Now let me begin by making something crystal clear. There is nothing inherently wrong with or bad about hedge funds or expert networking firms or aggressive market research for that matter.  Nothing at all. But if you have galloped over the line, if you have repeatedly made a mockery of market rules, if you have converted a legitimate enterprise into an illegal racket then you have done something wrong and you will not get a pass…If you made criminal activity your business model, then business as usual has to stop or the consequences, as dozens of defendants have now discovered will be severe. There are rules and there are laws and they apply to everyone.  No one is above the law, and those who would excuse or rationalize, brazen criminal conduct of the type of alleged today, are neither friends of Wall Street nor allies of business and they are certainly not supporters of the investing public.

Preet Bharara, US Attorney for the Southern District of New York: via Integrity Research

Today’s actions are not a condemnation of all expert networking firms or the consultants who are associated with them who provide legitimate expertise and experience to assist investors in making investment decisions, but that is not what occurred in the events underlying today’s actions. We allege that the charges reveal thoroughly corrupt conduct through and through….The only thing I would add to that is if you engage an expert networking firm, you are wise to conduct due diligence, to determine whether or not public company employees are engaged as consultants, and if so, there are a variety of devices and practices, that have arisen, across Wall Street, and in many regulated entities, to ensure that material non-public information is not crossing the transom, and that you are not receiving it.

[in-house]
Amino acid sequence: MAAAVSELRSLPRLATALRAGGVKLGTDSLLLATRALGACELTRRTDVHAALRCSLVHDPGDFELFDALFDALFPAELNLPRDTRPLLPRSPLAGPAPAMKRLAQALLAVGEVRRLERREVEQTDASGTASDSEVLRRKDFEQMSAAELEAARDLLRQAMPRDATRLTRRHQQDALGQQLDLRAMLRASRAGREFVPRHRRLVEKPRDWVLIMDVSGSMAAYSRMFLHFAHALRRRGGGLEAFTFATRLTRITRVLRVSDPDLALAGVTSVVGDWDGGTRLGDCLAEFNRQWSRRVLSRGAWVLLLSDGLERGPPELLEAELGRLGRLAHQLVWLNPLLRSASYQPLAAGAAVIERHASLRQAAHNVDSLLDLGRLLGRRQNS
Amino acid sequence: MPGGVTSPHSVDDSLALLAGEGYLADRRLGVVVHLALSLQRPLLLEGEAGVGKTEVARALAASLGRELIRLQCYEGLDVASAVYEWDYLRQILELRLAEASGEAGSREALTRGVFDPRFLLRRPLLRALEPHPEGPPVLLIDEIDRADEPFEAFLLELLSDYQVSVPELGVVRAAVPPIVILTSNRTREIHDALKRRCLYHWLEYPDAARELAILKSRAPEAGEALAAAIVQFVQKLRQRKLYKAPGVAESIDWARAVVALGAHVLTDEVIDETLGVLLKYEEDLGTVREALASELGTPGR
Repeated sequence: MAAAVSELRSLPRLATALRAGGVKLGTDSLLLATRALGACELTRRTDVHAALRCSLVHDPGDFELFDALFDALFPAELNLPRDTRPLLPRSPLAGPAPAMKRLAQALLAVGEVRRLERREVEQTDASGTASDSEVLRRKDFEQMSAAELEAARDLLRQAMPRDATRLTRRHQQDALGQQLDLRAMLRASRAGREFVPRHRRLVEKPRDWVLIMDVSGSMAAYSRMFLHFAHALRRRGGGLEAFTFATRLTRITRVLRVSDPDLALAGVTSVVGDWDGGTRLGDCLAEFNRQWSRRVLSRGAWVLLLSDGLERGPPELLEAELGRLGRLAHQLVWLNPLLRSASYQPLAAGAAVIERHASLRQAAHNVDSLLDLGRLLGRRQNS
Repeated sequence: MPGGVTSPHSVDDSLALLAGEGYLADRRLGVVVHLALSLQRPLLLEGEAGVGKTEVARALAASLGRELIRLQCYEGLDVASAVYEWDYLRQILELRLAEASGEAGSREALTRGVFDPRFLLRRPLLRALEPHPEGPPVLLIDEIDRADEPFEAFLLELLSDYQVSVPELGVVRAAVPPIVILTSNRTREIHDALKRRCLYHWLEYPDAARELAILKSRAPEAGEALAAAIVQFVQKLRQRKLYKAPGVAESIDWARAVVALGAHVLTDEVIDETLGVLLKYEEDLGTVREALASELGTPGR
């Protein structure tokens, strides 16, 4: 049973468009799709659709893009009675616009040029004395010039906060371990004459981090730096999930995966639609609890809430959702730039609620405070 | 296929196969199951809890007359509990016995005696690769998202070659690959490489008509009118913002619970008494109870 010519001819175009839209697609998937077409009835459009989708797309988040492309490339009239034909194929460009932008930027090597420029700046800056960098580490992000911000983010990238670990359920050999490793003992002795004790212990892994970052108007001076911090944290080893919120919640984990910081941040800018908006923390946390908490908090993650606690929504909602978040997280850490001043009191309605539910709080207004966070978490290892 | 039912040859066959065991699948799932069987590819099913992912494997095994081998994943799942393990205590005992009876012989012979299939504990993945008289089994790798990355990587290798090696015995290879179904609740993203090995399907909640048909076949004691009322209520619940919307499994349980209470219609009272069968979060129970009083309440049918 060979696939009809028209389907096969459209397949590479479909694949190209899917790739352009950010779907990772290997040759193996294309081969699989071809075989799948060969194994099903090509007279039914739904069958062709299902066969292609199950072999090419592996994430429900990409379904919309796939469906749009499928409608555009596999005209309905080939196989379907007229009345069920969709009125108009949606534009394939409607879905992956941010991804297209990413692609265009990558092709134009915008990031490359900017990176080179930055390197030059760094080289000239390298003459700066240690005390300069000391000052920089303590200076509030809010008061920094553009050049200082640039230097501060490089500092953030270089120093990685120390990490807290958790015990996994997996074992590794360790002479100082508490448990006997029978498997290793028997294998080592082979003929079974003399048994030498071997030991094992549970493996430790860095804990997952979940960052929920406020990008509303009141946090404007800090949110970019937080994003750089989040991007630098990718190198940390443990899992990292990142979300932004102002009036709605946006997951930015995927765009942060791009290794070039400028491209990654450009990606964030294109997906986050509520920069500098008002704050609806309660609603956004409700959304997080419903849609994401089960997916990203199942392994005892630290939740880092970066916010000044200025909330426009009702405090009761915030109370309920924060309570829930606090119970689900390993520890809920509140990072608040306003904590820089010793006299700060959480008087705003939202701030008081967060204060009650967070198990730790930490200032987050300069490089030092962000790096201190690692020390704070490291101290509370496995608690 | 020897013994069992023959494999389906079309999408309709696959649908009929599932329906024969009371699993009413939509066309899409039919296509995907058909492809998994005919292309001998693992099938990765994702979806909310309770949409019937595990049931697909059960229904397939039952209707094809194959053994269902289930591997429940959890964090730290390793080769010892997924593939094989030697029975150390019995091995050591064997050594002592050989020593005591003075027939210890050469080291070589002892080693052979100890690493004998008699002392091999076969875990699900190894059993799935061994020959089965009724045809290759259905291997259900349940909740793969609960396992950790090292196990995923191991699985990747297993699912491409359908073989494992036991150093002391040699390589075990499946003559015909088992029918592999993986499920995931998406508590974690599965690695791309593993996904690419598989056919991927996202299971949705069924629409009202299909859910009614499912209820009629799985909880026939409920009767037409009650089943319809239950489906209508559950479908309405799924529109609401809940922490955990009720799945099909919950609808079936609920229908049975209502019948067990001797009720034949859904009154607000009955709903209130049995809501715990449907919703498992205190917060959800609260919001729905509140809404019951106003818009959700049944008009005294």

Robert Khuzami, Director of the Securities and Exchange Commission’s Enforcement Division: via Integrity Research